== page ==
In the interim, the bank probably would have to made a $1-million loan for "working capital." The profile of the purchaser the bank hoped to find was a ". . . group who had furnished financial statements indicating a combined net worth in excess of medium eight figures [$50 million]."

On March 18, four days after the bank outbid all others at the foreclosure sale, Henschel reported to the executive committee that talks with potential buyers were continuing.

"In the event a satisfactory sale or lease-purchase agreement does not materialize, the alternative would be the consider continuing ownership and running the track through a nominee," the minutes noted.

Henschel already had spoken privately with Frank J. DeFrancis, the man he thought could help NBW out of its quagmire. Henschel had known DeFrancis since 1977, when the bank had completed its 10-story operations center on upper Connecticut Avenue. DeFrancis' legal and accounting business leased a substantial amount of space in the building.

DeFrancis was wealthy, too, with a net worth of more than $5 million. The bank had done business with him in the past. But DeFrancis was reluctant. The bank would have to be a virtual partner in the takeover. Substantial new funding would be needed, he told Henschel.

At the March 19 executive committee meeting, Henschel reported that the Maryland Racing Commission had laid down the rules by which the bank could operate the track.

The bank would need a legal opinion showing that no federal or state laws prohibited such a role. The bank would have to demonstrate its competency and promise that it did not intend to be the permanent operator. And the bank would have to show that its position as operator would be in the best interest of the state of Maryland.

Henschel reported that a response was being prepared to the racing commission. In the meantime, management was trying to select a buyer by Friday of that week, two days later.

Jernberg announced on Friday, March 21, that a special meeting had been called for management to recommend the sale of the track to DeFrancis. The purchase price would be an astounding $4.8 million -- all borrowed from NBW -- twice as much as the highest bid at public auction. The only collateral offered was the track and $400,000 in securities. The interest rate was fixed at 15 percent, with interest payments only for the first year.

In a cryptic, but portentious note at the end of his presentation, Henschel "mentioned that certain debt would have to be cured [extended with lenient terms] and the bank has agreed to assist the purchaser financially in this connection," the minutes say.

On April 16, the bank made additional concessions to DeFrancis. The new track owner wanted to extend the terms of the largest loan in the package, the $4.2-million loan, to 10 years instead of five. He wanted to be able to make principal and interest payments late, and he wanted an $800,000 line of credit for 10 years with only interest payable.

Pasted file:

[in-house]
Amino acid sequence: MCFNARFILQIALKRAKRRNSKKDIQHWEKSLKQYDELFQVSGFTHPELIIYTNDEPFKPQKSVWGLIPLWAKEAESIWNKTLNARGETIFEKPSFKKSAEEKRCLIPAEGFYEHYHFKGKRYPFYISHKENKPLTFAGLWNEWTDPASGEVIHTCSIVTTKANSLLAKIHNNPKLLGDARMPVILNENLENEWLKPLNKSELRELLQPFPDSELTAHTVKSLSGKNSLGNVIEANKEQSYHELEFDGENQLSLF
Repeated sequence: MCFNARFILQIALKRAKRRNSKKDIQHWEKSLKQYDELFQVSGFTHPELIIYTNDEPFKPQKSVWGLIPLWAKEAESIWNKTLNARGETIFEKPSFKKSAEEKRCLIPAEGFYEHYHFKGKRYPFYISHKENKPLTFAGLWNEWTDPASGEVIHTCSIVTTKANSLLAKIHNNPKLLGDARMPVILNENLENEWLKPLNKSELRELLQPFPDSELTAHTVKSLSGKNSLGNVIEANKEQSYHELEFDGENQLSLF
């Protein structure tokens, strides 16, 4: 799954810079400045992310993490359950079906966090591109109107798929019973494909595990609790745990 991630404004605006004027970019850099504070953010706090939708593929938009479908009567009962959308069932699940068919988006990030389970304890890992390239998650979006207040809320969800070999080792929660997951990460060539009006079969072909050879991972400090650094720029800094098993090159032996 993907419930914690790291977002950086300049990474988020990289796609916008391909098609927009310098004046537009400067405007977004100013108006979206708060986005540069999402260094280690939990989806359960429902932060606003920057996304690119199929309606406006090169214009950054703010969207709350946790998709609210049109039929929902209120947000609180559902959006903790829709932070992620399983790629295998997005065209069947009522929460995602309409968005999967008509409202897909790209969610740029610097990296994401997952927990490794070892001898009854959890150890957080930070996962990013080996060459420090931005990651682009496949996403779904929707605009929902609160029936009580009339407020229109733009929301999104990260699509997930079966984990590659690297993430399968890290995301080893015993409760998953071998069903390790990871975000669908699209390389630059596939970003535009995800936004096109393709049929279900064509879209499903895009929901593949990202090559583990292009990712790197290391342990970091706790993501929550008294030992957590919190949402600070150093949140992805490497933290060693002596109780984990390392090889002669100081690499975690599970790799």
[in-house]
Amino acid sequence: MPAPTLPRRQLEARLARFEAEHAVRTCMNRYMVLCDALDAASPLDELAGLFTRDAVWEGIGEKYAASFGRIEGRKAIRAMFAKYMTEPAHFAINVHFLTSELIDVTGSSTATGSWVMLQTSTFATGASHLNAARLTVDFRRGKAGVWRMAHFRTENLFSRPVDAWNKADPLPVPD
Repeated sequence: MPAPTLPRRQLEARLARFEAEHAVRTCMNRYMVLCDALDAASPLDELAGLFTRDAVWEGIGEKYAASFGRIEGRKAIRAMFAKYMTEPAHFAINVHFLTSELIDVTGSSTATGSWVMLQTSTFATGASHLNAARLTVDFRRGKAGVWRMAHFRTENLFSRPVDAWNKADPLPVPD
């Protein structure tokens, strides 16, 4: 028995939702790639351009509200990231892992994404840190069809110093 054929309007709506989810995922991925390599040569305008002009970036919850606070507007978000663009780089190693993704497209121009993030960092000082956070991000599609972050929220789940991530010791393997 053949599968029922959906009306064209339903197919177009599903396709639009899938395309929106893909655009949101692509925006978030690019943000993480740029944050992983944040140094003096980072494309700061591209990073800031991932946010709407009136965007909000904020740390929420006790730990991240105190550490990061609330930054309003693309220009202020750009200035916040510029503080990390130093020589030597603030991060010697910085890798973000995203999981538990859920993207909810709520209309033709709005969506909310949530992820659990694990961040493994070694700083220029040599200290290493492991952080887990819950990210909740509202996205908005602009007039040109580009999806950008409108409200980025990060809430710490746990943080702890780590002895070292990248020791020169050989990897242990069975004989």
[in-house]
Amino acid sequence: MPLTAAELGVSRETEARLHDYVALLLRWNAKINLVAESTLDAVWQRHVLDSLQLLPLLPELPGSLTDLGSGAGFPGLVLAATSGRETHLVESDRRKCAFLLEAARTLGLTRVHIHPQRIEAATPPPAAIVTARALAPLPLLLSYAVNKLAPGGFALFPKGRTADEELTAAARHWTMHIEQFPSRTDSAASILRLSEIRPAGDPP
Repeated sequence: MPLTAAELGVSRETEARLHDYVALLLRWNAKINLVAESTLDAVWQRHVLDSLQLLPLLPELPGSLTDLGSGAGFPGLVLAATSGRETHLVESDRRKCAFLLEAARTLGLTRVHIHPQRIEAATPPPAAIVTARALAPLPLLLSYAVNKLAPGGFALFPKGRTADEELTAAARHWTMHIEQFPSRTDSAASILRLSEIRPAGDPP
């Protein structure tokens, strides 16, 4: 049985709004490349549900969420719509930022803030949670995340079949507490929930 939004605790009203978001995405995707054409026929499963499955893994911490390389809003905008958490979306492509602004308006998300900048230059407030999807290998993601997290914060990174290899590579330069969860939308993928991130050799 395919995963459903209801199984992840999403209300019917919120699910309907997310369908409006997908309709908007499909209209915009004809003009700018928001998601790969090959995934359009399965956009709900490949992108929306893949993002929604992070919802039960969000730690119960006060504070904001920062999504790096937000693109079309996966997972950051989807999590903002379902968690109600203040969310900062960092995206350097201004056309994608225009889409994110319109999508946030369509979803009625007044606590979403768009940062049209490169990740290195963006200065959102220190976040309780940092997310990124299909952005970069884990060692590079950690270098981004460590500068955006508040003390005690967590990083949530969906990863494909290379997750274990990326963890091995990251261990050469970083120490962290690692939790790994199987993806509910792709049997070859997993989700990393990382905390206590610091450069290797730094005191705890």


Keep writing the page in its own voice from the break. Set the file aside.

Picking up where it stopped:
"In light of the need to consumate the transaction this evening. Mr. Henschel requested some flexibility in negotiating these terms," the minutes reported. "Mr. Jernberg concluded the discussion stating that certainly he feels that we should authorize Mr. Henschel to make these concessions in order to conclude the transaction."

The authority was given. But it was not until May 14 that the executive committee learned fully what concessions Henschel had been forced to make to close the racetrack deal.

The terms of the main $4.2-million loan were the same. But Henschel then reported that the bank would lend up to $820,000 to acquire 18 additional acres at the site to guarantee automobile access to the track. The loan would be interest free for five years with only partial payments in the succeeding five years at a fixed interest rate of 12 percent.

In addition, another $800,000 loan would be granted for "working capital." Again, this loan would be interest free until the daily track receipts reached $600,000, a prospect that might not occur for several years. Indeed, first-year receipts were estimated at only $400,000 a day.

when it was all added up, Henschel reported that "the total outstanding [debt] of $5.820 million will be supported by $400,000 in collateral and a lien on the track."

On July 9, national bank examiner Stewart Marley, after a review of NBW's outstanding loans, recommended that the bank write off as losses almost $900,000 from the DeFrancis loans because the prospect of repayment in the near future was remote.

The bank approved the write-off. It was one of the largest in the institution's 171-year history. CAPTION: Picture 1, Exerpts from the National Bank of Washington credit memo pointing out flaws in the proposed Laurel Raceway loan. The Washington Post; Picture 2, JOSEPH E. SHAMY . . . wanted $4.5-million loan; Picture 3, DALE L. JERNBERG . . . wanted a promotion